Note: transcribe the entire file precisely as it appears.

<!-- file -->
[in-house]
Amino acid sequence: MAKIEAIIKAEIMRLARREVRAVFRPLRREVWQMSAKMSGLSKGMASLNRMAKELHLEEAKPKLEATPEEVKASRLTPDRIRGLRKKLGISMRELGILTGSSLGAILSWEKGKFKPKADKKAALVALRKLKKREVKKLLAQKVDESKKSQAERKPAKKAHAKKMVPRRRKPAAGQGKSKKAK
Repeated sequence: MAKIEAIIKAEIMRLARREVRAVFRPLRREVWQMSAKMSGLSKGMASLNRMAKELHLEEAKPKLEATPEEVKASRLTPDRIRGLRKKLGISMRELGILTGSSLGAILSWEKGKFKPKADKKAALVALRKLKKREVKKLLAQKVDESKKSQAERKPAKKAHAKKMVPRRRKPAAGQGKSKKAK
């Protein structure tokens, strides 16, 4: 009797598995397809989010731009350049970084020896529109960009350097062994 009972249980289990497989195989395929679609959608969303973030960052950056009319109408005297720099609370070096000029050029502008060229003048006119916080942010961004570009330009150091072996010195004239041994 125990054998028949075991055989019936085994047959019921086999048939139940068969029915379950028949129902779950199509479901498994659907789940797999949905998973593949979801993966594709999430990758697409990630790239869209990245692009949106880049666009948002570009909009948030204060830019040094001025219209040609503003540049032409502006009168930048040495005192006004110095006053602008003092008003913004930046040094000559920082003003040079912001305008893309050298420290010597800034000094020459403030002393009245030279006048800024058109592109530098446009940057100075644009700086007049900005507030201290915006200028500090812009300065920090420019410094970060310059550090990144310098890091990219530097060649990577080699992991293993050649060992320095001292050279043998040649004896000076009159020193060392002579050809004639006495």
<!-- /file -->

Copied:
[in-house]
Amino acid sequence: MAKIEAIIKAEIMRLARREVRAVFRPLRREVWQMSAKMSGLSKGMASLNRMAKELHLEEAKPKLEATPEEVKASRLTPDRIRGLRKKLGISMRELGILTGSSLGAILSWEKGKFKPKADKKAALVALRKLKKREVKKLLAQKVDESKKSQAERKPAKKAHAKKMVPRRRKPAAGQGKSKKAK
Repeated sequence: MAKIEAIIKAEIMRLARREVRAVFRPLRREVWQMSAKMSGLSKGMASLNRMAKELHLEEAKPKLEATPEEVKASRLTPDRIRGLRKKLGISMRELGILTGSSLGAILSWEKGKFKPKADKKAALVALRKLKKREVKKLLAQKVDESKKSQAERKPAKKAHAKKMVPRRRKPAAGQGKSKKAK
């Protein structure tokens, strides 16, 4: 009797598995397809989010731009350049970084020896529109960009350097062994 009972249980289990497989195989395929679609959608969303973030960052950056009319109408005297720099609370070096000029050029502008060229003048006119916080942010961004570009330009150091072996010195004239041994 125990054998028949075991055989019936085994047959019921086999048939139940068969029915379950028949129902779950199509479901498994659907789940797999949905998973593949979801993966594709999430990758697409990630790239869209990245692009949106880049666009948002570009909009948030204060830019040094001025219209040609503003540049032409502006009168930048040495005192006004110095006053602008003092008003913004930046040094000559920082003003040079912001305008893309050298420290010597800034000094020459403030002393009245030279006048800024058109592109530098446009940057100075644009700086007049900005507030201290915006200028500090812009300065920090420019410094970060310059550090990144310098890091990219530097060649990577080699992991293993050649060992320095001292050279043998040649004896000076009159020193060392002579050809004639006495």